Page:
Over the past three years I have noticed that my daughter thrives on interactions with other people– kids or adults– it does not matter! She just loves communicating and learning from others. When she has spent time interacting with others, she beams a smile to the moon! I have often said, “her cup is full” when thanking others for spending time with her because she truly benefited, perhaps more than they did. They have no idea. We could safely call her an extrovert!
So, it is no surprise that when you subtract the people interaction from her day, she becomes less happy. As a toddler, she has a limited vocabulary for communicating her need for people, so it has taken me awhile to figure out the source of her violent outbursts (which began around the time her brother was born and escalated recently as brother started crawling and eating everything he could find off the floor– thus requiring much more of my personal attention). We jumped to the conclusion of sibling jealousy, but the normal techniques for “treating” typical sibling jealousy did not seem to work.
Recently I thought of a concept I call the “Fill Up Station”. I put down whatever I am doing, hug her, and allow her be the center of attention for the moment. I ask her to tell me how she is feeling, and usually she gets tired of me pretty quick and jumps down. The main idea is to keep her “cup” full of love throughout the day. All day long I ask myself, “what have I done to fill up her cup?” and this reminds me to keep giving to her throughout the day…whether it is setting up playdates with friends for her, going to the zoo or park, working on “school” (which we do at home right now while our home is in flux), doing her hair, making a clay sculpture with her, a walk around the block holding her hand, or just some quality cuddles on the couch, giggling at the silly stories she tells me and giving her my undivided attention that she craves. I can tell she is soaking it up by the ever growing spark in her eyes…and the lack of violent outburts towards her brother during in the day. The idea is to not only give love to her, but to give her so much love that her cup is overflowing and the need for attention is obsolete…thus the violent behavior used to get my attention is also gone.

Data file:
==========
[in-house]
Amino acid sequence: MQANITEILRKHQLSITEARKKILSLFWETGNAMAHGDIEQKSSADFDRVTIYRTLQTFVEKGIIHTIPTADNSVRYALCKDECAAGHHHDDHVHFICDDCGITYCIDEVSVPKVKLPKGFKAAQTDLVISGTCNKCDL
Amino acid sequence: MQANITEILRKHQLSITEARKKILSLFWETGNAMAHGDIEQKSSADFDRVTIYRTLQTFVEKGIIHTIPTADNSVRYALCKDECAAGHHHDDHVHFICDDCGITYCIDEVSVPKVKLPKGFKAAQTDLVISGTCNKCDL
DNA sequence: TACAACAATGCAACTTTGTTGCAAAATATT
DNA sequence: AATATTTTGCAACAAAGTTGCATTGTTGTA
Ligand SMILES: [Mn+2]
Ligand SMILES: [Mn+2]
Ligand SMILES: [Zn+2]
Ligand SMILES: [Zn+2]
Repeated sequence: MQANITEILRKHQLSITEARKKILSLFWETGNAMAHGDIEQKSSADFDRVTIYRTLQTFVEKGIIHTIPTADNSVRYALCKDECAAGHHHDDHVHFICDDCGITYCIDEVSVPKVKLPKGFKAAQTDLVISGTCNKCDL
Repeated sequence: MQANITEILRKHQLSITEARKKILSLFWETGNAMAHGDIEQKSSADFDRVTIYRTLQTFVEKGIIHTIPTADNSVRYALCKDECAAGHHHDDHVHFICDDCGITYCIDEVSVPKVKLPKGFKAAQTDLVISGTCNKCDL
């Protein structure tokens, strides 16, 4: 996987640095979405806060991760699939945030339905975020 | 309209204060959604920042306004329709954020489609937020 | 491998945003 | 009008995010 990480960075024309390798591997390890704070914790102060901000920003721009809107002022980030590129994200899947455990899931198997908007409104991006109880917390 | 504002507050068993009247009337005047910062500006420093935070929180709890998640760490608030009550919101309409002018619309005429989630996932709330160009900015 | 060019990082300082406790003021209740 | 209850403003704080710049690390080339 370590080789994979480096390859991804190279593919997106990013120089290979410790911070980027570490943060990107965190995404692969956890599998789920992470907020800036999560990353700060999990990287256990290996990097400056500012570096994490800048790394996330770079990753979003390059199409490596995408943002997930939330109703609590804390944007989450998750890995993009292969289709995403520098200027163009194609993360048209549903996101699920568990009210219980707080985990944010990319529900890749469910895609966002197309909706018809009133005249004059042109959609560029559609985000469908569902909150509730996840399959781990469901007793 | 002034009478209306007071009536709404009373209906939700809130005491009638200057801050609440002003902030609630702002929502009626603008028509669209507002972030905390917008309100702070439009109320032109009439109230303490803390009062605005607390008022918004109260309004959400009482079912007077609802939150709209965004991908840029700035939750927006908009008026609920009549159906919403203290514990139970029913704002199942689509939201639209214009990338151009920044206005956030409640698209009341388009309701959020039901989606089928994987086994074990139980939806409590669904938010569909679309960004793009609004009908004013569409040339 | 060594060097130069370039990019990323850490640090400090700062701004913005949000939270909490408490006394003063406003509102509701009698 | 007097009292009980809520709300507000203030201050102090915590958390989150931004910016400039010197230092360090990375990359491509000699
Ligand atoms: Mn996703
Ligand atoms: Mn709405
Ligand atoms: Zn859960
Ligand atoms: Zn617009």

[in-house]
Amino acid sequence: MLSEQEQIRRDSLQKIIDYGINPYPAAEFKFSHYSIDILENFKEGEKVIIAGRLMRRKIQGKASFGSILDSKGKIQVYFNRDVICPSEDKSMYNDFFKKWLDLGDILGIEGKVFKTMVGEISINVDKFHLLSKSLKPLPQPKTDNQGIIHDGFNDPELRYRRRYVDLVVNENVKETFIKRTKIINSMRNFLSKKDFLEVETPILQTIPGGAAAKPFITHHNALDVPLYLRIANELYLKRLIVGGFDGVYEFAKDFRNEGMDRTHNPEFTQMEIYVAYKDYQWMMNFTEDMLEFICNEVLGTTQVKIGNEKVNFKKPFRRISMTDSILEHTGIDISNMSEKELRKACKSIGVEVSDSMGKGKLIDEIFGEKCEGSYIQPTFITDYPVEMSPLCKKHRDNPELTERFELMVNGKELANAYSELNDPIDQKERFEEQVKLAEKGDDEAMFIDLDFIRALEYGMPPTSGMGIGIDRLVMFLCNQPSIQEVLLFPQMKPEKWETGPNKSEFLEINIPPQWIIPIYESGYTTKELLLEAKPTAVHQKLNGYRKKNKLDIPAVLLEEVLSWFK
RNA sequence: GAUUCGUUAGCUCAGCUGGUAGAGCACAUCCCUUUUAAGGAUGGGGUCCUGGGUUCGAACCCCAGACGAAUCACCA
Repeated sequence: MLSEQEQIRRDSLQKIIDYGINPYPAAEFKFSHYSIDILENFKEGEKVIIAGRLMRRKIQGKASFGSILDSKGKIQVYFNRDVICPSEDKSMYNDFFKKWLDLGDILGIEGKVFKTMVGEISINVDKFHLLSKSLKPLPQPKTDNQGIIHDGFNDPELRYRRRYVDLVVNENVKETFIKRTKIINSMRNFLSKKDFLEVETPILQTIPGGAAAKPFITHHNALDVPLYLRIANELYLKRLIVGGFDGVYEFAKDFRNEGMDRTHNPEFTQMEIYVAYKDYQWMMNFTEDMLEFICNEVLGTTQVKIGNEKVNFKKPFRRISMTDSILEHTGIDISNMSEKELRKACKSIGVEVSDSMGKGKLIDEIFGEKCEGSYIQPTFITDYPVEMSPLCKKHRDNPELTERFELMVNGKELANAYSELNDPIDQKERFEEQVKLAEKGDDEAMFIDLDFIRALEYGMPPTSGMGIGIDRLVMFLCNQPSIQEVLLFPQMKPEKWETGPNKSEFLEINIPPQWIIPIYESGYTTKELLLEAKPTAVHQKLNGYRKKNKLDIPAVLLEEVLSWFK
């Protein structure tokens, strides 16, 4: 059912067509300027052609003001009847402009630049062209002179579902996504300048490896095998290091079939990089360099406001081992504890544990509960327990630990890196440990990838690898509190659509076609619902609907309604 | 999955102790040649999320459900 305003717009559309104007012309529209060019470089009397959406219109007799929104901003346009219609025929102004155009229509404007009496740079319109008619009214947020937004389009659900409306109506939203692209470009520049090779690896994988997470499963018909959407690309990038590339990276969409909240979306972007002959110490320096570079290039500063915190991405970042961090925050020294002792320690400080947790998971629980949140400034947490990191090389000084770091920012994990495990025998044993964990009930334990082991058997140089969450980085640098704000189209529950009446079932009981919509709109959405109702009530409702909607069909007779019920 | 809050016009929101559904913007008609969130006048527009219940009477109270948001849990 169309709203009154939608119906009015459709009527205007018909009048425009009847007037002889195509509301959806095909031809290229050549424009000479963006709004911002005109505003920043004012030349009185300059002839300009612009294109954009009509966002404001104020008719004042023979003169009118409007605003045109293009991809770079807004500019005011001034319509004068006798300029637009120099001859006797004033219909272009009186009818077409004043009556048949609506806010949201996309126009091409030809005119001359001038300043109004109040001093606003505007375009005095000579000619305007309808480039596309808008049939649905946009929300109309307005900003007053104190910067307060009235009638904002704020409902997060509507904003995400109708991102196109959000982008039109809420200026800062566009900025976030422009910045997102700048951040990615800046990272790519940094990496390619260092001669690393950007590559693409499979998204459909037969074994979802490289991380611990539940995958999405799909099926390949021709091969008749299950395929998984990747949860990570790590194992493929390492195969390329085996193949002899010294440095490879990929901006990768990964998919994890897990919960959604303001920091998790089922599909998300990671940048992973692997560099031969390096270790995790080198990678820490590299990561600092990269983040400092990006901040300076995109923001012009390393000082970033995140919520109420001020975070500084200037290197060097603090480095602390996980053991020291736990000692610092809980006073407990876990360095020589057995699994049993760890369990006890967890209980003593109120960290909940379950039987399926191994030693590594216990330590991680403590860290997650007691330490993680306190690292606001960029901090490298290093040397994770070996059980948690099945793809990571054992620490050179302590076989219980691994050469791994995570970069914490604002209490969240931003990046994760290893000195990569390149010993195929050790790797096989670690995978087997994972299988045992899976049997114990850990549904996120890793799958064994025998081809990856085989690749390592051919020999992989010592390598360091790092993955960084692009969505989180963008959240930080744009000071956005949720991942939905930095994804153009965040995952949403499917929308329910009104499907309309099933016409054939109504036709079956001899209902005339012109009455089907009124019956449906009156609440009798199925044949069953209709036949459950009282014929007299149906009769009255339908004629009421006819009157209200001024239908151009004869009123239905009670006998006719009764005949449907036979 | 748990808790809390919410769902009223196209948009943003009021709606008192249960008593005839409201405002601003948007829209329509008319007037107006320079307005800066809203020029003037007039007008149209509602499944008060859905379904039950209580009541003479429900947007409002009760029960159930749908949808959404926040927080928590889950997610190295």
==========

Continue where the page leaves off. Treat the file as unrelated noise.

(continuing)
Children need love and attention. That’s well known, but I didn’t realize sibling violence was something I could personally control. It turns out that my daughter’s violence towards her brother (hitting, shoving, pushing, scratching…you name it), was a her way of telling me that she needed more love from me. She was not trying to hurt him. She was not even jealous, as we thought. She just knew my attention was on him, and hurting him was the quickest way to get it back.
Giving of oneself continuously as a mom is no easy task, especially with another little one crawling around, who technically requires a lot more attention for his safety.
Finding ways to balance this makes for a very active day for me, but it is well worth it to have happy, peaceful interactions between my kids. I am grateful to have a few minutes during naptime to type this out, and I hope it reaches other parents who might need it.